Watch this 1967 movie of a folk-pop group introducing People to the ZIP code
In 1967, the U.S. Postal Service commissioned a 15-minute movie to clarify their newfangled Zone Enchancment Program code system, higher often known as ZIP codes. They employed the abilities of a folk-pop group referred to as The Swingin’ Six to carry out songs and skits in regards to the ZIP system.
At quarter-hour, the movie is about 5 instances longer than it must be, however it was price sticking round till the tip to see the introduction of Mr. Zip, the USPS mascot that most likely had a lifelong impact on my style in illustration.
Psychological Floss has some details about The Swingin’ Six:
The music video wasn’t the Swingin’ Six’s musical debut. The six members—Steve Burnett, John Fisher, Pat Lanigan, Richard Neives, Ann Rachel, and Carol Richards—had recorded a 1966 album referred to as For the First Time for Decca Information. It included songs like “Pack Your Bag” and “Unhealthy Information.” Musicologist Gary Theroux described the band as having “a Kingston Trio/Mamas & the Papas kind sound.”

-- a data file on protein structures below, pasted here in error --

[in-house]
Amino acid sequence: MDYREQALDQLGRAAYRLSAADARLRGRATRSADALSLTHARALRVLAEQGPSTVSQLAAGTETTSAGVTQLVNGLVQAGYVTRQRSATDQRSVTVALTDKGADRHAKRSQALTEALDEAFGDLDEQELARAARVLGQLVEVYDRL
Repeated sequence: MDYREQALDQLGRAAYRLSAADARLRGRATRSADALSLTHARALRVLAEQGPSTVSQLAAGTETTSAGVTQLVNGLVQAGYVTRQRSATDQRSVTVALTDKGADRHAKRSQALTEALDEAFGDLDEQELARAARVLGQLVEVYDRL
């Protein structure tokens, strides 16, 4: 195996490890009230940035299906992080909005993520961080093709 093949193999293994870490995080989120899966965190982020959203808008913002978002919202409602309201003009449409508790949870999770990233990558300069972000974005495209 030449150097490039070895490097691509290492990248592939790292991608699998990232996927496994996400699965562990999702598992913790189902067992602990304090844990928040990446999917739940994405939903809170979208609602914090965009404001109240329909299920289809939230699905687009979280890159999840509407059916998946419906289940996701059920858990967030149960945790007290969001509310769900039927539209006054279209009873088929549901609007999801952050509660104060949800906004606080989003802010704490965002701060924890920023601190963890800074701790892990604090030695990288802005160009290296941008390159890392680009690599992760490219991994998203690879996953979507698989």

Regardless of the ZIP code marketing campaign’s success, The Swingin’ Six’s time within the highlight was short-lived. “The Swingin’ Six was a wonderfully competent, handsome and good-sounding act which sadly by no means managed to attach with any materials with hit potential,” Theroux tells Psychological Floss. Although the group appeared twice on TV’s The Mike Douglas Present in 1966, they quickly broke up. “When a bunch’s data do not promote, they have a tendency to disband fairly rapidly,” Theroux says.